The government is committed to creating job opportunities for the fast growing population. What can be done to boost the profile of the fisheries sector and make it more appealing for young Omanis looking for employment?

We are currently running trials to mechanize the fishing process. For example, instead of throwing the nets and hauling them by hand, we are testing the use of machines. The catch is usually less because in fishing, a human being is much more efficient than a machine, but this way we reduce the difficulty of the job. The government has opened two institutes to train local fishermen to use this new modern technology, which is another initiative.

Also there is a difference in price of fish locally compared to exports. In Oman we faced the problem of not having a central market for the sale of fish. We have retail markets, but fishermen do not want to wait for the retail markets. The government has already started building a new central market in Barka, which should open by the middle of this year. It will actually be next to our warehouse and it is going to benefit the fishermen greatly.

Can you elaborate on the technology and processes you are using at Oman Fisheries Company?

We are using the standard technology, but we are not compromising on quality, that is the secret to the success of the Oman Fisheries Company. In the fleet and on the boats themselves, we are trying to use automated baiting machines and automated long line machines. We are cooperating with Denmark in acquiring this technology.

We use ordinary freezing methods, which utilize either blast freezers or plate freezers, in our factories. But we are trying our best to diversify our methods from ordinary ways of freezing to selling the fish fresh because the margins are good.

The good thing about the current development in Oman and the Omani airports is that connections are much easier now. Previously, we had a big problem with exporting fresh. Right now, we are exporting an average of five tons a day to Europe.

Your products include top quality fresh fish at the higher end of the market as well as a wide variety of frozen and breaded fish products. Could you give us a breakdown of your market? What products are growing in demand both home and abroad?

We produce around 25,000 metric tons of fish per annum. Out of that, around 24% is fresh fish, about 70% is frozen and about 6% are breaded products.

The fresh fish goes mainly to the local and European markets. Italy, France and Spain are the main importers of Oman Fisheries Company.

In the frozen sector (70% of the total production) around 80% goes to China and the Far East. That is because of the specialty of the species themselves, which includes small types of fish which have no other market than China. For example, the Chinese have given the highest price for cuttlefish in the last three years. Europe also gives us a good price but no one can compete with China, so they are the major importer. The remaining 20% of frozen fish goes to Europe, the US and Africa. But this depends very much on the species themselves and their availability during the year. African countries usually take the small, low priced fish. We are mainly exporting the high value species such as lobster, jumbo shrimp, and other species like amberjack and grouper to the US.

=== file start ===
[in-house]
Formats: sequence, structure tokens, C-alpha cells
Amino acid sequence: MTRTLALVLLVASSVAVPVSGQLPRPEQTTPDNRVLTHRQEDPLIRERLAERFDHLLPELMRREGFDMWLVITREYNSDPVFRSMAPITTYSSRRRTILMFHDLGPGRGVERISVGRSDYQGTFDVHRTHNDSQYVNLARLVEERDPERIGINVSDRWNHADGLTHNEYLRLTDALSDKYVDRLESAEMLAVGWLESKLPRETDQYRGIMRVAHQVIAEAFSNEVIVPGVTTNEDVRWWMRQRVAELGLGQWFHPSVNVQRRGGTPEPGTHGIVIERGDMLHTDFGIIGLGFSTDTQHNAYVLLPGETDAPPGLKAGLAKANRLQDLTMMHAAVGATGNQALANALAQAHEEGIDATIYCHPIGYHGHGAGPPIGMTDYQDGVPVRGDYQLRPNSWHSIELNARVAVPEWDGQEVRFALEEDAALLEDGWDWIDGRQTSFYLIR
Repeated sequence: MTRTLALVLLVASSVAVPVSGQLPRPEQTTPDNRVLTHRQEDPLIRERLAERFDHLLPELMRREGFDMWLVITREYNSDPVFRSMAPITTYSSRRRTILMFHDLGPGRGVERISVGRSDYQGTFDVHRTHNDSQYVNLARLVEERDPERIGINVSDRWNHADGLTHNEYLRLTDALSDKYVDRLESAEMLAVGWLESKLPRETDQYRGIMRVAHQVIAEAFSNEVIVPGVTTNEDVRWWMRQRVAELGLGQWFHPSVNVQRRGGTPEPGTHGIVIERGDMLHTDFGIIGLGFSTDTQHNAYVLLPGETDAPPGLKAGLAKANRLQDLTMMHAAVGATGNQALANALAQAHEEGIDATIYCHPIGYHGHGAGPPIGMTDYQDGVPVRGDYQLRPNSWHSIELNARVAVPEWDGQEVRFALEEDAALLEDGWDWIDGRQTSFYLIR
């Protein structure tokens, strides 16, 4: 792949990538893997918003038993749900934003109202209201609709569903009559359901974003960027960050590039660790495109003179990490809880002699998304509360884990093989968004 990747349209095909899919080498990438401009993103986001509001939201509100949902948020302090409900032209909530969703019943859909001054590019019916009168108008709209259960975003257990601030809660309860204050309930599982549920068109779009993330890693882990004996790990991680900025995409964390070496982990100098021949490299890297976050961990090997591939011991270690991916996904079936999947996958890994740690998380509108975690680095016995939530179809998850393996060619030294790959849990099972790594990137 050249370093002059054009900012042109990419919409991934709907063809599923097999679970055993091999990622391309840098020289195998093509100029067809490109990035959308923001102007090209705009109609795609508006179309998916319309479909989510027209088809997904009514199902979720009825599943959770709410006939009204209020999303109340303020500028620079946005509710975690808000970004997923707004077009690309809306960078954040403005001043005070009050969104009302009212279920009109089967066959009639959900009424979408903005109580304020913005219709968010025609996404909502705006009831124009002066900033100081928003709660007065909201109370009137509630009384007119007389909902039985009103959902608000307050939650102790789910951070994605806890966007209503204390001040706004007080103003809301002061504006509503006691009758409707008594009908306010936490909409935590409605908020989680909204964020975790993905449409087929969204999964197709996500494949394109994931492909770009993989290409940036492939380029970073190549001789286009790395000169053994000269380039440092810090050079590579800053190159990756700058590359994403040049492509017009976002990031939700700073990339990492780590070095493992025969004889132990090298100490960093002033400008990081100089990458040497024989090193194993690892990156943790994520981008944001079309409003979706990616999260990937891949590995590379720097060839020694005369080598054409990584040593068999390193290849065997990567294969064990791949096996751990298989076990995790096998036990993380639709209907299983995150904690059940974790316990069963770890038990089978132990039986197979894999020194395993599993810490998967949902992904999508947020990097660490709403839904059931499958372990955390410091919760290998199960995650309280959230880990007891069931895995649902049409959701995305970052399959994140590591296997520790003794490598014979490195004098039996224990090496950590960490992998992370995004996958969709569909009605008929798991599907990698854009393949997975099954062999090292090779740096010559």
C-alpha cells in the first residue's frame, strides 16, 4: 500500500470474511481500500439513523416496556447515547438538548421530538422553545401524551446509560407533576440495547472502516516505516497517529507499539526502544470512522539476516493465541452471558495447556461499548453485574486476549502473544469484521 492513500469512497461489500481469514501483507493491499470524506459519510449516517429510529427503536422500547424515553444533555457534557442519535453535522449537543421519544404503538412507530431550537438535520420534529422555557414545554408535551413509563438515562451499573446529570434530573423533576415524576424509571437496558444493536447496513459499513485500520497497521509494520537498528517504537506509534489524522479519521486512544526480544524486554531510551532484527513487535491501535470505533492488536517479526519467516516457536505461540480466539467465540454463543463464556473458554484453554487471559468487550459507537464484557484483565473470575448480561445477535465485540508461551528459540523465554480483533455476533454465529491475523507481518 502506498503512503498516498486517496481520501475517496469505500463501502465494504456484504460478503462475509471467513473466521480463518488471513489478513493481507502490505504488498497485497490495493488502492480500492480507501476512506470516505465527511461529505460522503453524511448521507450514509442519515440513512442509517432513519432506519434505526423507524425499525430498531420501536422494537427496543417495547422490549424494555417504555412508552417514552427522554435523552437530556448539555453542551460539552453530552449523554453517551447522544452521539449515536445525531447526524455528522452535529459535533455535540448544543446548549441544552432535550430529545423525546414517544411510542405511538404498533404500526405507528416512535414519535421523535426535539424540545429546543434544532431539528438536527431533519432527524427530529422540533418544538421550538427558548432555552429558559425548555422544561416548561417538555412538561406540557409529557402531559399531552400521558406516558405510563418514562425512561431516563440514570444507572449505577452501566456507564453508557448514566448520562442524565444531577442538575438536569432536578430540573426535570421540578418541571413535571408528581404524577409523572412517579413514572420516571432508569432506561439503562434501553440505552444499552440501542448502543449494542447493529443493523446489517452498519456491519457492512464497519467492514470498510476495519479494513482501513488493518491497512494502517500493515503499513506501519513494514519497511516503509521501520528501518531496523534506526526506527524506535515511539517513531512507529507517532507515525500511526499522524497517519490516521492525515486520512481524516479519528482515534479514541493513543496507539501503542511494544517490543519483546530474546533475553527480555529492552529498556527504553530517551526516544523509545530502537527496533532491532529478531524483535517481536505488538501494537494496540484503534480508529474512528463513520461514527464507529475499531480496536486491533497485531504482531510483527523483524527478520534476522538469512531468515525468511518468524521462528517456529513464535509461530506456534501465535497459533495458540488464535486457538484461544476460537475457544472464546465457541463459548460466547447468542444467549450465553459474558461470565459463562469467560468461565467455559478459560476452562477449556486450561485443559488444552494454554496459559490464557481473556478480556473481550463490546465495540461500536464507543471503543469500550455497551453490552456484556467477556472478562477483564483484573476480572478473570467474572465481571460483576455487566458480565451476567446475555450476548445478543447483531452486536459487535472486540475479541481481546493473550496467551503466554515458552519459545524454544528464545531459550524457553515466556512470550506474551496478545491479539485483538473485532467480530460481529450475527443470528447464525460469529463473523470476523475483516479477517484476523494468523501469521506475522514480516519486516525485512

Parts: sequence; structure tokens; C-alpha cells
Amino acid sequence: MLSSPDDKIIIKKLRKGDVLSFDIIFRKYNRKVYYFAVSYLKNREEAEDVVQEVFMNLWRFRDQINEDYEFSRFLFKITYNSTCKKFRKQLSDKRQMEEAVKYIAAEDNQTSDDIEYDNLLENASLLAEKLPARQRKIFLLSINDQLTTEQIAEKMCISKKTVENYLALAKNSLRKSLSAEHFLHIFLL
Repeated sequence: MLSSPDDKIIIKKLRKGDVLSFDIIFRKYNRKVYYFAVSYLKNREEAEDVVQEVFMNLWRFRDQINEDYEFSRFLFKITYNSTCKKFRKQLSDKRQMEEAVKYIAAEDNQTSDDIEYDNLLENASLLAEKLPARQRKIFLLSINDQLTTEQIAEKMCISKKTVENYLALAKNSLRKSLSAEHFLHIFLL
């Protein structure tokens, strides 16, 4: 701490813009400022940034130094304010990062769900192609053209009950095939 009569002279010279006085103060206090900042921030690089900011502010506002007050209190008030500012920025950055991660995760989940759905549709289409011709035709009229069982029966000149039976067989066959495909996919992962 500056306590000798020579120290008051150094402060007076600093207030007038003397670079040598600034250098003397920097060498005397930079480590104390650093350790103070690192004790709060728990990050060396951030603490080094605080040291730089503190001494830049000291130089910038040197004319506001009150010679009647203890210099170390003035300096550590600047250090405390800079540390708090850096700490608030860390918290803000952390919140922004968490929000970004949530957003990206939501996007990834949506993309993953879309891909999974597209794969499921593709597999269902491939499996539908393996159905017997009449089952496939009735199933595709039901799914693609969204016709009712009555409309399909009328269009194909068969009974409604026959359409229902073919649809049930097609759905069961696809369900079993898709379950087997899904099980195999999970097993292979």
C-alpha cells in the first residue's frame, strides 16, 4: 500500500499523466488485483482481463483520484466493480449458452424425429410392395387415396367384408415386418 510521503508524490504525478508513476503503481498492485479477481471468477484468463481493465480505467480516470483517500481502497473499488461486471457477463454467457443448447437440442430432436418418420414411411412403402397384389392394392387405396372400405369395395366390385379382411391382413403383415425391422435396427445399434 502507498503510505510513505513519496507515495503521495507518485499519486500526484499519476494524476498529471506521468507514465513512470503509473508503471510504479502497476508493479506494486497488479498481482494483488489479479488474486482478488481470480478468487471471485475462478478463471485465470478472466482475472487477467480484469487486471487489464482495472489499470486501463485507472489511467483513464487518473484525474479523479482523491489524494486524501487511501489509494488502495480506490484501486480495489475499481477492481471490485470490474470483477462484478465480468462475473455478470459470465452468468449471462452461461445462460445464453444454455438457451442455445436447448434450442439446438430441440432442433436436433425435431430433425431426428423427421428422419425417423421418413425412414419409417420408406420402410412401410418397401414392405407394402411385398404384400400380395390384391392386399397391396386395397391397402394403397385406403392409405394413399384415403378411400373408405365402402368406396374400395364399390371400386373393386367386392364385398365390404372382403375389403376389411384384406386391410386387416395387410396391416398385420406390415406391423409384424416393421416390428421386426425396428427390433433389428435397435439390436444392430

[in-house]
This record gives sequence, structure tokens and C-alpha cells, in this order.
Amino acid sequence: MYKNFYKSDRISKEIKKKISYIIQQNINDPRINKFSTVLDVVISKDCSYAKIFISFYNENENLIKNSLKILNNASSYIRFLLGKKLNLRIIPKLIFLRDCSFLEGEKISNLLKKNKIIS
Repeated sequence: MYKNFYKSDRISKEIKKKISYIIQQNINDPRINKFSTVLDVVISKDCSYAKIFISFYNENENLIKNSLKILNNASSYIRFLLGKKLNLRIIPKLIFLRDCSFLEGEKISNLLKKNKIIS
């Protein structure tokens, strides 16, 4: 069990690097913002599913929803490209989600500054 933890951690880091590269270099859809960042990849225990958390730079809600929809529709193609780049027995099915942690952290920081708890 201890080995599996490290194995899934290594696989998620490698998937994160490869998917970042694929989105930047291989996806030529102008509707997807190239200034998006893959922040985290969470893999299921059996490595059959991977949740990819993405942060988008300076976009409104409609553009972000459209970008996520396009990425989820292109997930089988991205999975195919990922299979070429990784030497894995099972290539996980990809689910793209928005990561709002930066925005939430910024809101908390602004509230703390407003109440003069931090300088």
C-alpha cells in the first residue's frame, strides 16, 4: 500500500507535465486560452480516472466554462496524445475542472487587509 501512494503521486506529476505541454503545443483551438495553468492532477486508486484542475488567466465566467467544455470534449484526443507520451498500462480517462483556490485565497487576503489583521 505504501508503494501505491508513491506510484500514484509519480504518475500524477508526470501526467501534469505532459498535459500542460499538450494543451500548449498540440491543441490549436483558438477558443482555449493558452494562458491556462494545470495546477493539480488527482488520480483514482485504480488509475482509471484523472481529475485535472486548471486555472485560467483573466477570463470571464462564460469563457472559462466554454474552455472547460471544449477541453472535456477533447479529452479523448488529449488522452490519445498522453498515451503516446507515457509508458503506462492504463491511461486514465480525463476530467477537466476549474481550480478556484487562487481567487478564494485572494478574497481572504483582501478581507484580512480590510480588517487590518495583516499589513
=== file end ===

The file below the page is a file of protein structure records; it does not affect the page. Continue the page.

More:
Unfortunately, there is a drawback for us in the US as the US market demands continuity. We depend on seasonality and therefore we are unable to fulfil this requirement for the time being. But with the government’s current push to develop fish farming, I think we will be able to overcome this challenge and increase our presence in the US market.

Breaded fish goes mainly to the Middle East and North Africa (MENA) region, primarily Egypt, Syria, Lebanon, Jordan, and Libya. We are now facing some problems in Libya and Syria due to the developments that are taking place in those countries. The Iraq market has started opening up too recently. Those are the main markets we are concentrated on because you need to add flavours for the breaded products. Arab flavours are a bit different from the palate in other nations, such as Europe. So we prefer to concentrate on a local flavour and market it in the MENA region.

As a vertically integrated company, you also operate your own fleet of trucks to distribute stock to various outlets.

Up until 2006 we were not allowed to sell locally, mainly because they wanted to give the local fishmongers a chance to develop their own livelihood without large scale competition. Since Oman Fisheries is a big company, it was considered unfair competition for the locals if we were to enter the local market. After seeing that there were not many fish shops available in the country, and that the majority of fish are exported, the government requested that our products become available in the local market.

We actually started by distributing our freezers in the region with our fleet of trucks filling those freezers with the frozen materials. But, the aim was that we would be able to change the consumption habits of local customers from fresh to frozen fish. Unfortunately, we have not succeeded very well with this, except in very small areas. Now we have decided to open our own shops. We currently have four shops and an additional eight shops will be opened by August.

What are your ambitions for the future of Oman Fisheries Company?

We have a strategic plan for the company, which all of our employees are working very hard to accomplish. By the 2014/15 financial year we aim to have a share of 30% total Omani production and this will increase our turnover to 40 million RO, to handle 48,000 metric tons, and to generate around 3.8 million RO in net profit. We aim to be the number one fisheries company in the region by 2015 in terms of sales.